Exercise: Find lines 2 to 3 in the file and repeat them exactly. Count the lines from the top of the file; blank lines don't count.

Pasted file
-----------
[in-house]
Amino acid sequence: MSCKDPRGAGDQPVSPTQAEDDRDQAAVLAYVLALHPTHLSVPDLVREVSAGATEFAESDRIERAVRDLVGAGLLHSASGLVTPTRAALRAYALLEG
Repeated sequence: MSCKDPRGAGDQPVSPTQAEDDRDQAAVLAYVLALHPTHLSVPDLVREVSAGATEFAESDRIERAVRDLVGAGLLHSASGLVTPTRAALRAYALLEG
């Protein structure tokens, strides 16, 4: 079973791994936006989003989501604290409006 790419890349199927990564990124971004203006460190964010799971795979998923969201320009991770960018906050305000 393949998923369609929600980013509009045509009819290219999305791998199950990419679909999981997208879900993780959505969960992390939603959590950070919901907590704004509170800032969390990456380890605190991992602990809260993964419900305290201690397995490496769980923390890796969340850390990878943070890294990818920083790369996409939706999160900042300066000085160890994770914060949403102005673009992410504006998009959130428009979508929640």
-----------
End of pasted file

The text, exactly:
Amino acid sequence: MSCKDPRGAGDQPVSPTQAEDDRDQAAVLAYVLALHPTHLSVPDLVREVSAGATEFAESDRIERAVRDLVGAGLLHSASGLVTPTRAALRAYALLEG
Repeated sequence: MSCKDPRGAGDQPVSPTQAEDDRDQAAVLAYVLALHPTHLSVPDLVREVSAGATEFAESDRIERAVRDLVGAGLLHSASGLVTPTRAALRAYALLEG